Title – The Treasure of the Sierra Madre (1948)
Director – John Huston (The African Queen)
Cast – Humphrey Bogart, Tim Holt, Walter Huston, Bruce Bennett, Barton MacLane
Plot – The American trio of Dobbs (Bogart), Curtain (Holt) and Howard (Huston) head deep into the heart of Mexico and the Sierra Madre Mountains in hope of finding gold and striking it rich. As the months of prospecting wear on, the fragile friendship and alliance the group have begins to wear thin.
“As long as there’s no find, the noble brotherhood will last but when the piles of gold begin to grow… that’s when the trouble starts”
Review by Eddie on 24/05/2017
Despite being almost 70 years old, the influence and lasting legacy of legendary director John Huston’s The Treasure of the Sierra Madre can’t be underestimated.
A driving force behind Paul Thomas Anderson’s oil opus There Will Be Blood, a winner of 3 Oscars at the 1949 Academy Awards and perhaps most telling of all, a ranking in the top 120 best films of all time on the constantly fluctuating IMDB Top 250, Huston’s gold hunting adventure film that also marks itself with some truly memorable dark comedic moments, may’ve aged in areas over the years but there’s little denying the power at the heart of this cautionary tale.
Following the exploits of a trio of desperate yet determined Americans, we are joined together with Humphrey Bogart’s cold hearted Dobbs, Tim Holt’s good natured Curtain and Walter (John’s father) Huston’s experienced gold prospector Howard (a turn that garnered the legendary actor a Best Supporting Actor Oscar) as the men work together and work out each other for fear of betrayal as they prospect deep in the barren landscape of the Mexican countryside, with nothing more than the potential of great gains driving them forward on their quest.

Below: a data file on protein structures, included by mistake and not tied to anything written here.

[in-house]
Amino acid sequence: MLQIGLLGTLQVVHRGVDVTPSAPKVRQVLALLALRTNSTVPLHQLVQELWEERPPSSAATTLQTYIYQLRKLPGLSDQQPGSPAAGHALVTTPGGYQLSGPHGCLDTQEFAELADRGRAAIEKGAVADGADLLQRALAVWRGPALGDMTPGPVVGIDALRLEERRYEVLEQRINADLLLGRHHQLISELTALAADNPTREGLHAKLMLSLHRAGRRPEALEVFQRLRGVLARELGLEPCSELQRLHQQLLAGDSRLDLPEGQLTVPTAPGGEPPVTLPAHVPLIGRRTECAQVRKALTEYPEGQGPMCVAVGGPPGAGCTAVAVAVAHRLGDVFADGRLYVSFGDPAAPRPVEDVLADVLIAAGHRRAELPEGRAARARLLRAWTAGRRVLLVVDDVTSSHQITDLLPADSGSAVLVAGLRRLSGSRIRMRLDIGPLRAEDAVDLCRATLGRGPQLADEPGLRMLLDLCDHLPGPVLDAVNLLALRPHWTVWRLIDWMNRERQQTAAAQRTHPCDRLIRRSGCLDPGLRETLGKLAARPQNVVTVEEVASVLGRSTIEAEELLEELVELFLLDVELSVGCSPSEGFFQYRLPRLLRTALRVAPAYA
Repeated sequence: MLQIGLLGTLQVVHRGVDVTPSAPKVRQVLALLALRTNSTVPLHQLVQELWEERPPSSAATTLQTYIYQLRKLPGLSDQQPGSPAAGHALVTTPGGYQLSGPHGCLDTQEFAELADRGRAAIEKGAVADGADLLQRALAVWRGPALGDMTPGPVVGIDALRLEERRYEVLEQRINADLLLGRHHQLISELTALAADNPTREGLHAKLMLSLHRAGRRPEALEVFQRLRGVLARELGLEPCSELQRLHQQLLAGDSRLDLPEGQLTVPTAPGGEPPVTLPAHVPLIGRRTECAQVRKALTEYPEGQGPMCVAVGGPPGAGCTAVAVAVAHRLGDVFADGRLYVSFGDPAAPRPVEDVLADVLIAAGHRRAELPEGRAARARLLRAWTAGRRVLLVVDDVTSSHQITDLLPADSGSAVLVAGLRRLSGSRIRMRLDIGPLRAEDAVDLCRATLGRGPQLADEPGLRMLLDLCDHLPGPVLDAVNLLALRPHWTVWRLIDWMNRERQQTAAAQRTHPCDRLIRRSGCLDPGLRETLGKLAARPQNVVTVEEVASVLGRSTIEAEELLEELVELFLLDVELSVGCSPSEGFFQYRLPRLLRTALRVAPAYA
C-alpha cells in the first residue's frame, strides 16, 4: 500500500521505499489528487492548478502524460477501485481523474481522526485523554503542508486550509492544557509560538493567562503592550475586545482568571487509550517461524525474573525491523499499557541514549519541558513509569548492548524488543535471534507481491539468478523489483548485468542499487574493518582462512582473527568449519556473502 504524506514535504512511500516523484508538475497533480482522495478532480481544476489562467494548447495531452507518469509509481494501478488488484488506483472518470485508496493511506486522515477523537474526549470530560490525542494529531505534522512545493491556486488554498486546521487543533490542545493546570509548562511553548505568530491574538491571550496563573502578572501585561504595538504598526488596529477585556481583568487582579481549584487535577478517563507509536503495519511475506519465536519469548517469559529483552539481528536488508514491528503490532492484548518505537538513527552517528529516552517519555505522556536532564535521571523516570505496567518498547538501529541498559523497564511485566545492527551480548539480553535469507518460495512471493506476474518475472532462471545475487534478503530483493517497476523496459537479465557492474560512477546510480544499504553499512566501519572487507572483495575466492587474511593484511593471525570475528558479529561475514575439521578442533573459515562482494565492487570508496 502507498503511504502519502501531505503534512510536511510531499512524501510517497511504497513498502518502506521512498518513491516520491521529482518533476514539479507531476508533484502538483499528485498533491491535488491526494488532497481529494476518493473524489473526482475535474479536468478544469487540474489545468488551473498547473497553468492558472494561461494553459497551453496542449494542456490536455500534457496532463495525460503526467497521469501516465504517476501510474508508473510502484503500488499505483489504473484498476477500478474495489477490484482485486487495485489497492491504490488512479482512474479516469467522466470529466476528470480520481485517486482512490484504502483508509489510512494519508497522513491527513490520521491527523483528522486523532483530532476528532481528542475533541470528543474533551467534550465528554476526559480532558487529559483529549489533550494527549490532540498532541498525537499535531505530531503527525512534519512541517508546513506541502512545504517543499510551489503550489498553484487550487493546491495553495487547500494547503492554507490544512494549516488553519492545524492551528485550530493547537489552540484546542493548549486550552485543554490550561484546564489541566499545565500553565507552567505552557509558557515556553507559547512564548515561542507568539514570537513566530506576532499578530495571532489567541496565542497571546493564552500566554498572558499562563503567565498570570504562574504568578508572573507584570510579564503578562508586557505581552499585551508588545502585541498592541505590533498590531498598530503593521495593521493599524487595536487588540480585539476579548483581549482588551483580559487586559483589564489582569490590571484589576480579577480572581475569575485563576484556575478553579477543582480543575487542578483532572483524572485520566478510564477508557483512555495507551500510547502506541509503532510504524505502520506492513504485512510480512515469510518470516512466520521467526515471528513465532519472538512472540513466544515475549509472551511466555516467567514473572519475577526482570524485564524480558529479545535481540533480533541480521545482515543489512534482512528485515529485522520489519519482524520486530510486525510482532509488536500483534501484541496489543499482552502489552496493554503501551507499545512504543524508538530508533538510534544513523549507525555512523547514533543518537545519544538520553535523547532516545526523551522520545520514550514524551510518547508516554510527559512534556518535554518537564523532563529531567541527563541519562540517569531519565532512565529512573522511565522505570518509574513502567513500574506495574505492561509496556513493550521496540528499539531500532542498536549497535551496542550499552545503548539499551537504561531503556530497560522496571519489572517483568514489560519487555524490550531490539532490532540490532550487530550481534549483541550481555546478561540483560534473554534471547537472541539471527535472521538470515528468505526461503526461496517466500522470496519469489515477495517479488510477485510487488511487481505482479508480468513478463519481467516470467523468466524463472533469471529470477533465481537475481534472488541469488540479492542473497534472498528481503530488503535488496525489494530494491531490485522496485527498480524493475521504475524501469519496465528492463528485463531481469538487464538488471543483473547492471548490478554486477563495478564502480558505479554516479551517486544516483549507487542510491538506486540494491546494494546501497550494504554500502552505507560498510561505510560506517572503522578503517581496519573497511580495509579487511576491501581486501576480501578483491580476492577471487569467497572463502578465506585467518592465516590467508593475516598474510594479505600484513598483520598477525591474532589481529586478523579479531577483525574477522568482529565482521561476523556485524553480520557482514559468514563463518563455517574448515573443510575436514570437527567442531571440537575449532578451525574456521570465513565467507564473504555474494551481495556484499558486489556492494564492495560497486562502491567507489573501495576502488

Huston and his team of fine performers perfectly capture the uneasy friendship of such a fools dream as the group delve further and further into their venture, fighting off bandits, the elements and most tellingly, their internal demons that could potentially drive them over the edge at any given moment.
It’s not hard to see where a filmmaker such as Paul Thomas Anderson would’ve got his inspiration for There Will Be Blood from.
Day Lewis’s legendary turn as oil baron Daniel Plainview is clearly cut from the same cloth as Bogart’s Dobbs, the two sharing an uneasy nature, an ambition to strike it rich no matter the personal or external cost and watching Bogart quietly work his performance from beginning to memorable end is quite the treat, as one of Hollywood’s greats delivers one of his most fully formed acting turns.
The performances are one of the ageless joys of Huston’s film and while not everything in the film stands the test of time, such as some questionable dialogue and character choices, Sierra Madre is one of those rare films of an early Hollywood vintage that could doubtfully be done better be it made today.
This fact can only but be seen as further proof of the longstanding notion that John Huston is and will always be one of cinema’s finest ever directors.
Final Say –
Filmed on some stunning sets and captured with wonderfully attuned black and white cinematography, John Huston’s quintessential treasure hunting adventure, that portrays a relevant story of greed and the ever present madness of it is a must watch golden era classic that overcomes its slight age flaws to still be a film worthy of it’s standing as one of cinema’s all-time great events.
4 ½ bags of gold out of 5